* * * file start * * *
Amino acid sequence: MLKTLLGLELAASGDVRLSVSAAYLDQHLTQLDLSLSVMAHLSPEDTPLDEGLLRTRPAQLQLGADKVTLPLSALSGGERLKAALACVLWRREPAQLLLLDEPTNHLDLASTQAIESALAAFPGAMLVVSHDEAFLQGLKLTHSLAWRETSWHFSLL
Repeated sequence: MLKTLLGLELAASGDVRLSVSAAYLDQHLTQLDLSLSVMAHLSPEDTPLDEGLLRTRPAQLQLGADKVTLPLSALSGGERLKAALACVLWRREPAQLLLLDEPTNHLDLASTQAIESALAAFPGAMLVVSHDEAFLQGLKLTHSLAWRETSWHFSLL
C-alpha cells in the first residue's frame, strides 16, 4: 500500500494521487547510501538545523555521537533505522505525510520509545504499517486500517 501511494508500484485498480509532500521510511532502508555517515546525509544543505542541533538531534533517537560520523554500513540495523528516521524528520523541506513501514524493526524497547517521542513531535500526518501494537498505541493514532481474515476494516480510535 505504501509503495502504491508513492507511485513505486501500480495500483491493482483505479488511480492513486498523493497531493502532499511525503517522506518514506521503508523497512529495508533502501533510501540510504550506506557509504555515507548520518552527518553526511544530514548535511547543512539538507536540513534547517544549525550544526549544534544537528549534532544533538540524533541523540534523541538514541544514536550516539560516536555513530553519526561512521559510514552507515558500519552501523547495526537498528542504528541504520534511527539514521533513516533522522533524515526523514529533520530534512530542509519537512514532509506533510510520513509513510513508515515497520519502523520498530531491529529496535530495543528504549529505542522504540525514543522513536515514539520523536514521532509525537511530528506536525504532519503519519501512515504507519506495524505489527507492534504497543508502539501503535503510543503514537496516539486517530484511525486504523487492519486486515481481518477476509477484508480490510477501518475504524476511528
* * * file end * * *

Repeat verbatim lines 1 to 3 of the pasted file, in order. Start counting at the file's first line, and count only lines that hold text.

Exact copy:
Amino acid sequence: MLKTLLGLELAASGDVRLSVSAAYLDQHLTQLDLSLSVMAHLSPEDTPLDEGLLRTRPAQLQLGADKVTLPLSALSGGERLKAALACVLWRREPAQLLLLDEPTNHLDLASTQAIESALAAFPGAMLVVSHDEAFLQGLKLTHSLAWRETSWHFSLL
Repeated sequence: MLKTLLGLELAASGDVRLSVSAAYLDQHLTQLDLSLSVMAHLSPEDTPLDEGLLRTRPAQLQLGADKVTLPLSALSGGERLKAALACVLWRREPAQLLLLDEPTNHLDLASTQAIESALAAFPGAMLVVSHDEAFLQGLKLTHSLAWRETSWHFSLL
C-alpha cells in the first residue's frame, strides 16, 4: 500500500494521487547510501538545523555521537533505522505525510520509545504499517486500517 501511494508500484485498480509532500521510511532502508555517515546525509544543505542541533538531534533517537560520523554500513540495523528516521524528520523541506513501514524493526524497547517521542513531535500526518501494537498505541493514532481474515476494516480510535 505504501509503495502504491508513492507511485513505486501500480495500483491493482483505479488511480492513486498523493497531493502532499511525503517522506518514506521503508523497512529495508533502501533510501540510504550506506557509504555515507548520518552527518553526511544530514548535511547543512539538507536540513534547517544549525550544526549544534544537528549534532544533538540524533541523540534523541538514541544514536550516539560516536555513530553519526561512521559510514552507515558500519552501523547495526537498528542504528541504520534511527539514521533513516533522522533524515526523514529533520530534512530542509519537512514532509506533510510520513509513510513508515515497520519502523520498530531491529529496535530495543528504549529505542522504540525514543522513536515514539520523536514521532509525537511530528506536525504532519503519519501512515504507519506495524505489527507492534504497543508502539501503535503510543503514537496516539486517530484511525486504523487492519486486515481481518477476509477484508480490510477501518475504524476511528